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an aid; auxiliary.
Adminicle “an aid; auxiliary” comes ultimately from Latin adminiculum “prop (for vines), a stake or pole for support”; in Roman legal usage adminiculum means “an argument supporting a claim.” Adminiculum is a compound beginning with the Latin preposition and prefix ad, ad– “to, toward, at,” and ending with the diminutive suffix –culum, which is the source of the English suffixes –cule (as in molecule and ridicule) and, via Old French, –cle (as in article and canticle). The midsection mini– of adminiculum is problematic, but it is probably related to moenia “defensive walls of a town.” Adminiculum entered English in the mid-16th century.
In fact it is very evident that to Dr. Osgood Classical Mythology is an adminicle to the study of Milton and not a study in itself.
His routine of labor, while so burdened with woe, would have crushed him, were it not for the memory of his love, which was an adminicle to his strength.
a construction made of whatever materials are at hand; something created from a variety of available things.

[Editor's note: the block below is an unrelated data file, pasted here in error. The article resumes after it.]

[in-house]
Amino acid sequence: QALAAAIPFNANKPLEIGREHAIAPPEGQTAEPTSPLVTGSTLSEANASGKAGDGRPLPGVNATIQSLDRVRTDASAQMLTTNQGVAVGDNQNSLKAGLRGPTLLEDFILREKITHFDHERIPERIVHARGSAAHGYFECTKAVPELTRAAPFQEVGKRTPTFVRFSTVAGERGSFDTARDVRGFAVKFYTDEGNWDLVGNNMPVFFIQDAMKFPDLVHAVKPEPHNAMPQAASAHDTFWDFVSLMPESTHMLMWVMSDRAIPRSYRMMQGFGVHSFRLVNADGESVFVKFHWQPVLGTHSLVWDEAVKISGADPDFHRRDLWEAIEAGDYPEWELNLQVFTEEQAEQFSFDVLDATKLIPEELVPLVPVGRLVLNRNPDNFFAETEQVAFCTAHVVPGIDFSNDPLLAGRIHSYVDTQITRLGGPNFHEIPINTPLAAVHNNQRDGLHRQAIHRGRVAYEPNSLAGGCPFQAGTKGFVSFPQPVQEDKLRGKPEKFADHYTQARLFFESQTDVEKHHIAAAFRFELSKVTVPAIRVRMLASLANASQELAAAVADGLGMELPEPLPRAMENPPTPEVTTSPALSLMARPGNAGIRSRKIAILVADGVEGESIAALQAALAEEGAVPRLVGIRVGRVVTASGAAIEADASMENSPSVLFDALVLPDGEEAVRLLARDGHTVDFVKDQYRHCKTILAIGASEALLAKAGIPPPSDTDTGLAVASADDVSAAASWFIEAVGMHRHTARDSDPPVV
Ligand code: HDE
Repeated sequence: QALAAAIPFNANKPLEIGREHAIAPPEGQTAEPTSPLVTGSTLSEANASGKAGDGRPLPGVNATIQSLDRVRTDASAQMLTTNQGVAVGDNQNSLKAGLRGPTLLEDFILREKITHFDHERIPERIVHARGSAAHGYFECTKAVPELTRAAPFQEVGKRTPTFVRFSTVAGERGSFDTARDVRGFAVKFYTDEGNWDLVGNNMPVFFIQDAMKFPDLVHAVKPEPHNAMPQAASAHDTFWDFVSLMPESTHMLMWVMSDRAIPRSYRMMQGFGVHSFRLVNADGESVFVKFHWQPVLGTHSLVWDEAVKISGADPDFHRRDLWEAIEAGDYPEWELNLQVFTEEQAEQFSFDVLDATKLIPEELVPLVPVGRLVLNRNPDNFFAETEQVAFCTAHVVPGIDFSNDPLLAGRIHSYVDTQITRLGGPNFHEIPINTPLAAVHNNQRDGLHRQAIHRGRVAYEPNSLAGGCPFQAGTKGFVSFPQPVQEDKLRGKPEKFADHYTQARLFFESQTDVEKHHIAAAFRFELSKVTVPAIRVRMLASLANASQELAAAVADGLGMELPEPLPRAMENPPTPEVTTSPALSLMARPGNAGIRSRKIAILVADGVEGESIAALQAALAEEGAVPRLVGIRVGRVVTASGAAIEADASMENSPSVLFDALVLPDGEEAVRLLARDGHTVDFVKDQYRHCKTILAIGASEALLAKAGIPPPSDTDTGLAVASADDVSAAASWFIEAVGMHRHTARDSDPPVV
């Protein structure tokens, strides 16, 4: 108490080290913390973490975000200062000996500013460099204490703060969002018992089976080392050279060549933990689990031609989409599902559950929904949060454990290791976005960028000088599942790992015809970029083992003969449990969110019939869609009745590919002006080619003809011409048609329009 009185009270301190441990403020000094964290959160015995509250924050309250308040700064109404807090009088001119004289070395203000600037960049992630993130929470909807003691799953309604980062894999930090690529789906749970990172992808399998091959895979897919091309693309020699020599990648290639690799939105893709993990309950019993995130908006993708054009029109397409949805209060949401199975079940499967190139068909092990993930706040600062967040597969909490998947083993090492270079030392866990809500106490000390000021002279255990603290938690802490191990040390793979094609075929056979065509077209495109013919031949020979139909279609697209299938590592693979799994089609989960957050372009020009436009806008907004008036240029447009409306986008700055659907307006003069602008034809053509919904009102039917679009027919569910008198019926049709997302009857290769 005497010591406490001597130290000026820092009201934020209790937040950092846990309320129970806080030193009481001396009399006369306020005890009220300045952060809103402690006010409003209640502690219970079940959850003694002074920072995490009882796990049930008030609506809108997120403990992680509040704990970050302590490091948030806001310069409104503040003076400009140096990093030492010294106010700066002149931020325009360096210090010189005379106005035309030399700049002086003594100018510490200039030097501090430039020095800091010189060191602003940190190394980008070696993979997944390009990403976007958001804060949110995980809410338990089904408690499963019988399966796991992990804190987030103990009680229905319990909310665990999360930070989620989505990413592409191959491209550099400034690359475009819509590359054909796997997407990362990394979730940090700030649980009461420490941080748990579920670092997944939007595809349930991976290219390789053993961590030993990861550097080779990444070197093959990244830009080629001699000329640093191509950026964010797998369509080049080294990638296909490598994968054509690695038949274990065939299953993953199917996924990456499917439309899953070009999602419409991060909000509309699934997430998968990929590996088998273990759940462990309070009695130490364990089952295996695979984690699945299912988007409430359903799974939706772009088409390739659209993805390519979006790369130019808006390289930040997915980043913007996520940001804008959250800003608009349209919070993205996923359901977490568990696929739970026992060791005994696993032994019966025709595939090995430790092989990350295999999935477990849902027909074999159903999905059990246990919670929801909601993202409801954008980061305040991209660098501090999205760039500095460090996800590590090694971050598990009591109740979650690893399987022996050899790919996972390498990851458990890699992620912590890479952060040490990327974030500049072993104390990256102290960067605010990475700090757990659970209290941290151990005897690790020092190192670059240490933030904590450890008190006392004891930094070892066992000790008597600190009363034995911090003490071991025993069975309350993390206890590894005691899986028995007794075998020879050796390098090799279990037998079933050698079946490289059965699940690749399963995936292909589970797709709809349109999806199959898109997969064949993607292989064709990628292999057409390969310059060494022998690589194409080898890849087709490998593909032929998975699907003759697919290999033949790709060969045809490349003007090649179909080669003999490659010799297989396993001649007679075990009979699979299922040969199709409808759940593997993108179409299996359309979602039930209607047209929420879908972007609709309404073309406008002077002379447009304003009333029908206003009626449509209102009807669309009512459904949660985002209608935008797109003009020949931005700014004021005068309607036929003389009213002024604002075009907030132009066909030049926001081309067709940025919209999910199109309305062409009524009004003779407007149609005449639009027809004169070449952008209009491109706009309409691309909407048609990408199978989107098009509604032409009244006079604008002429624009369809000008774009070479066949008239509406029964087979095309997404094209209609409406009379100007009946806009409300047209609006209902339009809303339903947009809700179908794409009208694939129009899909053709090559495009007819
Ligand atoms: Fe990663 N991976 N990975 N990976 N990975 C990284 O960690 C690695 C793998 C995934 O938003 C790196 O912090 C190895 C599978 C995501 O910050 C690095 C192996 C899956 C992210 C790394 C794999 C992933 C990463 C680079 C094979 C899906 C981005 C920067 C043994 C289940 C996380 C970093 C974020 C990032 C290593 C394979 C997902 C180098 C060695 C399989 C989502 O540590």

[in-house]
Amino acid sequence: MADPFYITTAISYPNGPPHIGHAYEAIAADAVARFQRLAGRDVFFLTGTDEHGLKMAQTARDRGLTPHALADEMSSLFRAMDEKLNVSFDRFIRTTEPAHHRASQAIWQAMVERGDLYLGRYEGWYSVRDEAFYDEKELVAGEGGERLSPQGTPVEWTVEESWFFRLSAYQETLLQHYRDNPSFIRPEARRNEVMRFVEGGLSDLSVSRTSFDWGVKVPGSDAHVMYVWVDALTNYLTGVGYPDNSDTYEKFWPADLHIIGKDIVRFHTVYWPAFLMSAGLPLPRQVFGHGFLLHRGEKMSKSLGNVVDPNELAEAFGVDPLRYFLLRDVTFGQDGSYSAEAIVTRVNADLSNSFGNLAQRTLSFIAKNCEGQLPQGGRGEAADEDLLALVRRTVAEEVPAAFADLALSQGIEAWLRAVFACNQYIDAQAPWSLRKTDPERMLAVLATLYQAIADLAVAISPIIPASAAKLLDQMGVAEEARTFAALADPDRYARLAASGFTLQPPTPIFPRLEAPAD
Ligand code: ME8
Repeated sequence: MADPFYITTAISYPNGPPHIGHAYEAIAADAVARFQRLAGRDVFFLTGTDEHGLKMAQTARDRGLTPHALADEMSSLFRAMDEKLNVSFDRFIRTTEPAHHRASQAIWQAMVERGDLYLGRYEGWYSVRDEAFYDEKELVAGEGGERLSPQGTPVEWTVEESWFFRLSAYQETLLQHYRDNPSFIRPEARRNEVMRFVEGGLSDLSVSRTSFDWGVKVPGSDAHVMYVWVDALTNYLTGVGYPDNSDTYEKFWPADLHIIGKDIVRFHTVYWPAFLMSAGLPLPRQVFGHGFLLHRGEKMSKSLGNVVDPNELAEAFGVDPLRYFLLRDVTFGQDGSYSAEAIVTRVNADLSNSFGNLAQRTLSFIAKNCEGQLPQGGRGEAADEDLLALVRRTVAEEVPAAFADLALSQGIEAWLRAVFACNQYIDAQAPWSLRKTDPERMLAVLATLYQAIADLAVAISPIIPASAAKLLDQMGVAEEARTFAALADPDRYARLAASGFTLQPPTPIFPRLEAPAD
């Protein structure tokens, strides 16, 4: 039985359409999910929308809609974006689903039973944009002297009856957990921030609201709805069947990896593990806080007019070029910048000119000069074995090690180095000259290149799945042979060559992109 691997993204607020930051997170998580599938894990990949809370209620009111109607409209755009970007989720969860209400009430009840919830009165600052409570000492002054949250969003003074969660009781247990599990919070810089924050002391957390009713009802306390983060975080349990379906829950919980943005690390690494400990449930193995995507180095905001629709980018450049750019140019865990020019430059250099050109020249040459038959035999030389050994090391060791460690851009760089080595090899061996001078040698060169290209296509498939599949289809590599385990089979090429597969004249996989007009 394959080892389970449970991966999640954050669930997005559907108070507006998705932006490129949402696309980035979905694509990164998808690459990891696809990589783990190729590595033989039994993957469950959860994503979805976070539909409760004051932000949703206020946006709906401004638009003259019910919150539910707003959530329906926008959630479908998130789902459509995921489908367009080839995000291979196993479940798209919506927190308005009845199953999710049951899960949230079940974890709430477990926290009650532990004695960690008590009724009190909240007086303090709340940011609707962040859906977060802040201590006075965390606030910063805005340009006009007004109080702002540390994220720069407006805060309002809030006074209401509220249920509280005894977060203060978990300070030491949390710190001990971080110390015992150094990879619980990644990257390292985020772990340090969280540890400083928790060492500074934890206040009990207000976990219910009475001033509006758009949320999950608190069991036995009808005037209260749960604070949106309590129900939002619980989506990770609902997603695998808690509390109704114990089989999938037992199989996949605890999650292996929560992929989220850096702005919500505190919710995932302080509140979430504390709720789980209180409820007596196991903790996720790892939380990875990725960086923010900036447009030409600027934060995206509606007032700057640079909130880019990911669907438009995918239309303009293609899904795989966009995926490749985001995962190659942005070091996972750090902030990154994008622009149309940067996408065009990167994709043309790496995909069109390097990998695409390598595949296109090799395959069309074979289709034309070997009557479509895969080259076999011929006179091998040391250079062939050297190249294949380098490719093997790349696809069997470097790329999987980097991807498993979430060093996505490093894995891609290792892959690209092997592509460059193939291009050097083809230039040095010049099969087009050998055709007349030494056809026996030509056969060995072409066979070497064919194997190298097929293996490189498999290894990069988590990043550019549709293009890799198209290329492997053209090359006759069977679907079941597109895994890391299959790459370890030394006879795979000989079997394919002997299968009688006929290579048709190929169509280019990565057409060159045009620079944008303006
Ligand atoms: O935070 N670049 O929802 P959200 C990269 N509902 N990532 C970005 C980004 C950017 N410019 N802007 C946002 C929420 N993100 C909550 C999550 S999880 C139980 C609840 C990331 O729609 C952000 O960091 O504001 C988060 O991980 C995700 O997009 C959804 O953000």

The noun bricolage in French means “do it yourself,” formed from the verb bricoler “to do odd jobs, do small chores; make improvised repairs,” from Middle French bricoler “to zigzag, bounce off,” ultimately a derivative of the Old French noun bricole “a trifle.” The French suffix –age, completely naturalized in English –age, as in carriage, marriage, passage, voyage, comes from –āticum, a noun suffix from the neuter of the Latin adjective suffix –āticus. Bricolage entered English in the second half of the 20th century.
Indeed, if we scratch beneath the surface, English is a veritable bricolage of these ‘borrowed’ words.
So, for now, with my basket in one hand and my daughter’s little palm in the other, we’ll continue to walk the world in search of people, spaces and moments that move our soul and gather them into a living piece of art, a bricolage of memories called home.
of, relating to, or resembling a rabbit or hare.
Leporine, “pertaining to or resembling a rabbit or hare,” a technical term in zoology, comes straight from the Latin adjective leporīnus, a derivative of the noun lepus (inflectional stem lepor-) “hare.” The etymology of lepus is obscure, but it may be related to Greek dialect léporis (Sicily) and lebērís (Marseille). Leporine entered English in the mid-17th century.
Of course, the Easter Bunny isn’t our only leporine hero. There is a general fascination with hares, bunnies, and rabbits in children’s literature and other aspects of popular and folk culture around the world.
His face looked naked, his teeth big and leporine.